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Web of Life    Mystery 3

Mystery 3 image

In this Mystery, students discover the role fungi play in decomposing dead materials and in creating soil. In the activity, students plan and conduct an investigation to discover the factors affecting decomposition.

Where do fallen leaves go?

Beginning Exploration (1 of 8)
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Beginning Exploration (2 of 8)

DISCUSS (1 of 2):

Where do you think all the leaves go?

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Beginning Exploration (3 of 8)

DISCUSS (2 of 2):

What could you do to find out?

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Beginning Exploration (4 of 8)
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Beginning Exploration (5 of 8)

DISCUSS:

What do you think is happening in the photo below?

Where do you think the stuff growing on the fruit comes from? rotting lemons

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Beginning Exploration (6 of 8)
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Beginning Exploration (7 of 8)

DISCUSS:

Imagine you were going camping for two weeks without a refrigerator and you wanted to bring some sliced oranges.

What might you do to keep the oranges from decomposing?

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Beginning Activity Prep
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Mold Terrarium

Step 1: Plan ahead.

In this activity, your group will make mold terrariums and observe mold growth for about two weeks. In addition to the supplies listed below, you will need a well-ventilated area to store your mold terrariums. The space you have available may limit how many terrariums you make.

Each mold terrarium will be sealed in a ziplock bag that is then sealed with packing tape. Your students will observe the mold through the clear plastic, but will not open the bags. When your observation period is over, you will throw the entire experiment away. Do not open the bag. Opening the bag would release mold spores, which can exacerbate asthma and cause respiratory illness.

Step 2: Get supplies.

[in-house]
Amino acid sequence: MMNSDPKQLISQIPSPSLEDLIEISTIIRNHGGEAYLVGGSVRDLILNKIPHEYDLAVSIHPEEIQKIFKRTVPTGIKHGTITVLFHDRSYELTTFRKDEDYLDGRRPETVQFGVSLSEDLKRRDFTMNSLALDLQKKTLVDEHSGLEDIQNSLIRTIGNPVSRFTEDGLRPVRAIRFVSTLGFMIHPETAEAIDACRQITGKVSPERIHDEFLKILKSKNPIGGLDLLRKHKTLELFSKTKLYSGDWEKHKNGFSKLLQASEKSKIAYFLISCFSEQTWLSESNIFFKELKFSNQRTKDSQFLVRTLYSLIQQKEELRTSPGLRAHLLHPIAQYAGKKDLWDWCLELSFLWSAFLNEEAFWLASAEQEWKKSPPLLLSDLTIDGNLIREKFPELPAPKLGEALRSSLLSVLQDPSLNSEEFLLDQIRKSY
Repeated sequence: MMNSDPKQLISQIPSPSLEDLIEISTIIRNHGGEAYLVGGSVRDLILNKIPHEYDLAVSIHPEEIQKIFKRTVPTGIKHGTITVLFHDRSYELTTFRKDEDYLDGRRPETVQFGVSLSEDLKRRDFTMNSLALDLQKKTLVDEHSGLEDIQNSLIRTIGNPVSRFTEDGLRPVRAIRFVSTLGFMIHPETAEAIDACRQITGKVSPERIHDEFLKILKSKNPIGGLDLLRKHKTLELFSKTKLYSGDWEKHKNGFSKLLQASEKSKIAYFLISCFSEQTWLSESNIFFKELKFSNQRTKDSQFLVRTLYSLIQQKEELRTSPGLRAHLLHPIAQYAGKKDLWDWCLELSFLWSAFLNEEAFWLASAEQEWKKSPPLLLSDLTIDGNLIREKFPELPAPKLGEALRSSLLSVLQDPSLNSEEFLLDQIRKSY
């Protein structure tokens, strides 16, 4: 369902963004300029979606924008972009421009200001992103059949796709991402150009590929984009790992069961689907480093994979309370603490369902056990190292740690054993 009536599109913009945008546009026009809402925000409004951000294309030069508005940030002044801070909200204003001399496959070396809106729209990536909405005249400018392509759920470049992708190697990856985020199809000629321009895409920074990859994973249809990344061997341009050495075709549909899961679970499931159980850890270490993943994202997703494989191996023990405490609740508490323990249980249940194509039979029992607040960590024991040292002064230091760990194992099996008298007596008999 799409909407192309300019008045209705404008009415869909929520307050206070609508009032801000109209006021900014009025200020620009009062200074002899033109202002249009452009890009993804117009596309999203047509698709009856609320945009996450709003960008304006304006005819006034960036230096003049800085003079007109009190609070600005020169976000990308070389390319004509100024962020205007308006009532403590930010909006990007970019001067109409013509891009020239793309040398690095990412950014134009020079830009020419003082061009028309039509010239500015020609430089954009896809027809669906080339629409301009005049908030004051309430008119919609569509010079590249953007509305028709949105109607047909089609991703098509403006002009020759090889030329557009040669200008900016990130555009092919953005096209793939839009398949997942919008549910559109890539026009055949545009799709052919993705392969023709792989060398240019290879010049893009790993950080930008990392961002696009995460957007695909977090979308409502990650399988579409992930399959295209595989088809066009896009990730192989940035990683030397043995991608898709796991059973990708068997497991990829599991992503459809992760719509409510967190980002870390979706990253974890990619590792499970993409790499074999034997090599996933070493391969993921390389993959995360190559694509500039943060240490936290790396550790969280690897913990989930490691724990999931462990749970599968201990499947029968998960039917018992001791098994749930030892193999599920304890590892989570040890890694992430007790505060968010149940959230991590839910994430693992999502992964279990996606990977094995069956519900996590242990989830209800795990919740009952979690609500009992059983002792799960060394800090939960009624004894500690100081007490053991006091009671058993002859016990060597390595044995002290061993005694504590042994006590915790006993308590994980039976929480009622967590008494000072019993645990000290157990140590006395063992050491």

For each mold terrarium, you will need the following supplies:

  • a sturdy paper or plastic plate like this that you can throw away when the experiment is done
  • a ziplock baggie that is large enough to hold the plate like these
  • half a slice of bread (Ask at a bakery or grocery store for day-old or expired bread.)
  • pieces of fruit (oranges and strawberries both mold well)
  • a strip of packing tape or duct tape for sealing the baggie
  • a label large enough for the team name, date, and starting conditions
  • a cup of water for moistening food

You will need to make a basic terrarium that contains damp food at room temperature. To observe the effect of different starting conditions, students will make mold terrariums in which one condition is different from the basic terrarium.

In this activity, students form teams and each team decides on ONE condition to change — that is, one way that their terrarium will be different from the basic terrarium. They may choose a condition that they think will encourage mold growth or one that they think will inhibit it.

For students who want to inhibit mold growth, we suggest you bring in some kitchen chemicals that can act as preservatives available -- such as salt, sugar, and hot pepper.

Students may suggest adding garden soil or compost to the food to encourage mold growth. Don’t do it! Some soil bacteria (known as anaerobic bacteria) make nasty smells when they break down foods. These anaerobic bacteria thrive in a sealed plastic bag with water and fruit. A mold terrarium with soil will grow mold — but it will also stink!